Baseball to Investigate Steroids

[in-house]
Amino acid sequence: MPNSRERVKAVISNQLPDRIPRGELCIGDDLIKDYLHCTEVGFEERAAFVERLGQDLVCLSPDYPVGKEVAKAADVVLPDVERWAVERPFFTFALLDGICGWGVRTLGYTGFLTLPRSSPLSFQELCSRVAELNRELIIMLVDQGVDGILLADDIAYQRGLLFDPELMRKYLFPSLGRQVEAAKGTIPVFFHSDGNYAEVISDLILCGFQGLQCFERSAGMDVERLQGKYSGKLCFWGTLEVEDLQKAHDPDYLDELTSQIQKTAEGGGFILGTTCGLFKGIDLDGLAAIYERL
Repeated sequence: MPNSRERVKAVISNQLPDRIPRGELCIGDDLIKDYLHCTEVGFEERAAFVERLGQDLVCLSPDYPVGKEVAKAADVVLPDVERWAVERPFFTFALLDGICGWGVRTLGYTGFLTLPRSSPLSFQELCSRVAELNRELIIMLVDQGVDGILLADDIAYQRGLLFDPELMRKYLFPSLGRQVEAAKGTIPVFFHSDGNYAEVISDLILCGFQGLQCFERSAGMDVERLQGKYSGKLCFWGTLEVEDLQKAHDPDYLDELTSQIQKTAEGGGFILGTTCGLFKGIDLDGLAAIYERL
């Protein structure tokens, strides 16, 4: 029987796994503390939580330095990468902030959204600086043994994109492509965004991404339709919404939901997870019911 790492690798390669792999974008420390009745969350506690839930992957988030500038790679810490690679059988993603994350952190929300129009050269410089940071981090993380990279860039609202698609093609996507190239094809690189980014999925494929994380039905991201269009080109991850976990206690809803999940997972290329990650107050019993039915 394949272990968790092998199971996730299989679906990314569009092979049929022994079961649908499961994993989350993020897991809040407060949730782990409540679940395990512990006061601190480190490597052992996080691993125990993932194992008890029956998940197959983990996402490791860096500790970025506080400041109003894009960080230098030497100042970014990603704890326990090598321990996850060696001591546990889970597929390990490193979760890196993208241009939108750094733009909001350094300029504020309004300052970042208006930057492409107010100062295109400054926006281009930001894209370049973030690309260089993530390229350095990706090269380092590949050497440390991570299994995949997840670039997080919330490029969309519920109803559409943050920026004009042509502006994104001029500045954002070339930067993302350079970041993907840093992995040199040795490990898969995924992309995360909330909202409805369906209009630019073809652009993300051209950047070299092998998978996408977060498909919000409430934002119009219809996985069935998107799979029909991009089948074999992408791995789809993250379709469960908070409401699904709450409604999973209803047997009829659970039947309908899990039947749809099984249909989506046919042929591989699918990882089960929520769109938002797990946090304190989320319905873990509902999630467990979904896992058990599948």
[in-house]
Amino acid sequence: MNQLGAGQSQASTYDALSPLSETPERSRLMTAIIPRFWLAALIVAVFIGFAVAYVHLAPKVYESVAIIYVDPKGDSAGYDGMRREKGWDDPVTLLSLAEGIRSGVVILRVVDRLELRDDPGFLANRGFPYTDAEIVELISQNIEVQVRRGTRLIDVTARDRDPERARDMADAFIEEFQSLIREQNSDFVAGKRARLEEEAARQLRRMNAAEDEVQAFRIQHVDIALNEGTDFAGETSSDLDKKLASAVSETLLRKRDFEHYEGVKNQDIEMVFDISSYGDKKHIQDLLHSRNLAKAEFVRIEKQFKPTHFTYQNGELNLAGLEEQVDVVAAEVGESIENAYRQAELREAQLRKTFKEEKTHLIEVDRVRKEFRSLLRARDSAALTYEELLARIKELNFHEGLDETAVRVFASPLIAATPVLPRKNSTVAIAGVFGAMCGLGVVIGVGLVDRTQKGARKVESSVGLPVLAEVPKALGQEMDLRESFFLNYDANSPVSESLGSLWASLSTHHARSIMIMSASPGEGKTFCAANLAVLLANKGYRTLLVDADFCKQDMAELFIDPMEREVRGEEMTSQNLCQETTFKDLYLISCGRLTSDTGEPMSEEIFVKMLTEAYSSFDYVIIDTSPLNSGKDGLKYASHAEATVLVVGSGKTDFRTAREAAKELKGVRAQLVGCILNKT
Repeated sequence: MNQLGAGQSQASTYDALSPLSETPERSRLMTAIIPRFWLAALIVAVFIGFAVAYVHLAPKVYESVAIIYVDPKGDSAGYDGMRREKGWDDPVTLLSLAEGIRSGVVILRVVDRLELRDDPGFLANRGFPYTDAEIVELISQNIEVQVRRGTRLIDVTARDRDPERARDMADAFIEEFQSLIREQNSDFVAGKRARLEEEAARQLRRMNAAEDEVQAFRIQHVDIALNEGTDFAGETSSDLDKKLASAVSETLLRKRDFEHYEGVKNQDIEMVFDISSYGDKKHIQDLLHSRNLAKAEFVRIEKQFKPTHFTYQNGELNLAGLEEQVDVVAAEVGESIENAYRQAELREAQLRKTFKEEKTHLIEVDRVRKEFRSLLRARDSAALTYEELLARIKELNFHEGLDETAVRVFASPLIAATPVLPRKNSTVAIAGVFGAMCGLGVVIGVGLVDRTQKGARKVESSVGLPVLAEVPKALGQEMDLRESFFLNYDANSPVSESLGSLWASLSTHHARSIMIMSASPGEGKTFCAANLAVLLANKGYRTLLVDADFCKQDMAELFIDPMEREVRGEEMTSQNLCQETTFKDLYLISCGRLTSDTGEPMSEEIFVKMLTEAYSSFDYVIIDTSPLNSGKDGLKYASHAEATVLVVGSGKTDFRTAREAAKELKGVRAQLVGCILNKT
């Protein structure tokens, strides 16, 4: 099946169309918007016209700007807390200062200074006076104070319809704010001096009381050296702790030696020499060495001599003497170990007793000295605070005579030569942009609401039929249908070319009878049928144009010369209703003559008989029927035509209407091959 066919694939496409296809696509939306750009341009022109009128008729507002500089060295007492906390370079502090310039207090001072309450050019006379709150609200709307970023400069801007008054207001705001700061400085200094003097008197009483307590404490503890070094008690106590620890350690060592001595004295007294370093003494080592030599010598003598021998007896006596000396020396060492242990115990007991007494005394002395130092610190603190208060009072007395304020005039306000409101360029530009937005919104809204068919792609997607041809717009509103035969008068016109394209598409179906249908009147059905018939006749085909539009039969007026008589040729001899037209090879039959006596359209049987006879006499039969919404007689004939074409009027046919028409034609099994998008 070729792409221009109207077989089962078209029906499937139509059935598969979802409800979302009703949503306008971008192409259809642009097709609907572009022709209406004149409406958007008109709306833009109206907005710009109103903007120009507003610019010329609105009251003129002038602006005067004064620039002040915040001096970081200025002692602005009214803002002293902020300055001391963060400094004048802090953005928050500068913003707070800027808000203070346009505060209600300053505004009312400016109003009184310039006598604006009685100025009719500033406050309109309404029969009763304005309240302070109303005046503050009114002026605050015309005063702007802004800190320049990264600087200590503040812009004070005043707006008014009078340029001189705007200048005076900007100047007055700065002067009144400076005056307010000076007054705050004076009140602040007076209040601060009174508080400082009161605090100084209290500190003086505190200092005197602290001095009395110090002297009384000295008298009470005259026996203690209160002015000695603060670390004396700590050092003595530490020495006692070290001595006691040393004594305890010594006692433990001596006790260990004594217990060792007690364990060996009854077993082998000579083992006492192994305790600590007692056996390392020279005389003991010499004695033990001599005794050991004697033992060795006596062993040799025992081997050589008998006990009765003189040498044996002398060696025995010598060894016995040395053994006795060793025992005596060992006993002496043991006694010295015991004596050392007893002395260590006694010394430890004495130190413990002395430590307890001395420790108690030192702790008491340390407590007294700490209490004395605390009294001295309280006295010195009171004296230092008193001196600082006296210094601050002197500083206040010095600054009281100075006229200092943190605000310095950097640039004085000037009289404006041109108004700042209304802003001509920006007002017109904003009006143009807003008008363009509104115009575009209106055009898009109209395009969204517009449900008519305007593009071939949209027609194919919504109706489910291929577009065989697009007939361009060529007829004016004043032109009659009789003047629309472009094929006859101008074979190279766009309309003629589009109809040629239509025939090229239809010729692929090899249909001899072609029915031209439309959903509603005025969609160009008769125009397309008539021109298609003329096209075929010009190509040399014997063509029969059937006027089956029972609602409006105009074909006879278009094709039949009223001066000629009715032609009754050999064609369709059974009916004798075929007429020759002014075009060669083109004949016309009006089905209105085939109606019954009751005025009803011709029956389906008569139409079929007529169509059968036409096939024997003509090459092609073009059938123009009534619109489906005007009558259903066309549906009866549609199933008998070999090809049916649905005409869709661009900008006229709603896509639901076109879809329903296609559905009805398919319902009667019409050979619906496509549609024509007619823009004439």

With the recent release of Game of Shadows by Mark Fainaru-Wada and Lance Williams, a novel that accuses major leaguer Barry Bonds and others of taking steroids, the image of baseball has taken another major hit. After Sports Illustrated Magazine ran an article with an excerpt from the book there were outcries for an investigation and a cleansing of the game by the media and fans alike. They wanted to know that the game they love so much, the American pastime, has not been tarnished. The league responded by contracting former U.S. Senate majority leader George Mitchell to lead an investigation of players, most prominently Bonds, and their alleged use of steroids. The players will continue to play for their respective teams during the investigations, but it could have a major effect on the players, the fans, and the game of baseball. “The goal here is to determine facts, not engage in supposition, speculation, rumor or innuendo,” said Bud Selig, Major League Baseball commissioner.It is unclear how many years the investigation will encompass, but some reports say that Mitchell’s investigation will extend as far back as 1989, the year when steroids were first made illegal in the United States. What will an investigation yield? How can anything be proved? During the writing of Game of Shadows, Wada and Williams reportedly read more than a thousand pages of documents and conducted more than 200 interviews, so the information in the book seems to be very credible. But what type of punishment will be levied on the players? Will they get suspended? Or can the investigation dig up enough dirt to charge players that pleaded not guilty in front of a Grand Jury with perjury?The investigation must be conducted very carefully because baseball is in a volatile state and cannot afford to have the game tarnished more then it already is. The role of mediator for the investigation falls in the lap of Selig, whose job it will be to clean up whatever mess Mitchell digs up.In baseball, a game of statistics, the most respected record, Hank Aaron’s 755 home runs, is in jeopardy. As Bonds, who currently has 708 home runs, approaches the previously untouchable record how will the league and fans react?Some analysts believe that the commissioner will suspend Bonds before he gets to Aaron’s record. In order to do that he will need to investigation to reveal enough incriminating information to give him probably cause.One of Major league Baseballs biggest sponsors, Bank of America Corp., has already taken their stand on the situation when they said that they would not take part in a celebration of Barry Bonds passing Hank Aarons home run record.”We are a company where confidence and trust is held high,” Cathy Bessant, Bank of America’s global marketing executive, told Bloomberg News. “A company like ours is always going to choose the untainted opportunity. There is no reason to stand up for controversy.”Home Depot followed suit by saying that they would not support the festivities unless there was an investigation that found Bonds to be innocent.Pepsi Co., on the other hand, said that they would recognize Bonds in a “muted way” according to Pepsi Co. North America president Dawn Hudson.But what will happen to all the home runs that Bonds has hit thus far in his career? What about Mark McGwire and Sammy Sosa?They were the first players to break out in the “steroid era” and it was McGwire and Sosa who, during the 1998 season brought fans back to the game with their fantastic chase of Roger Maris’s 61 home runs.Will it be enough just to place an asterisk next to their records? Fans will demand more drastic measures than that, but a totally satisfying course of action seems improbable. It will be next to impossible to prove what home runs were hit when players were on the “juice” and whether or not the pitchers they were facing were on steroids as well.McGwire and Sosa bring up a different issue. Their epic home run chase took place in ’98, four years before baseball banned steroids. So, technically, McGwire and Sosa never “cheated” but it comes down to a moral and ethical issue that is weighing heavily on the minds of Hall of Fame voters. The voters have until the end of December to decide whether or not to vote McGwire into Cooperstown. Game of Shadows chronicles Bonds life from his intense jealousy of McGuire’s status as Home Run King to his partnership with “Weight Guru” and steroid aficionado Greg Anderson. Bonds, in frustration towards the fame and accolades McGwire was receiving, was reportedly quoted as saying, “They’re just letting him do it because he’s a white boy.” His racist comments continued as he stated that Sosa’s pursuit was entertaining but doomed because as a matter of policy, “they’ll never let him [a Latin player from the Dominican Republic] win.”This attitude has contributed to the negative view of Bonds by the sports world. This sentiment will work against Bonds as he tries to battle critics and history to overtake Aaron.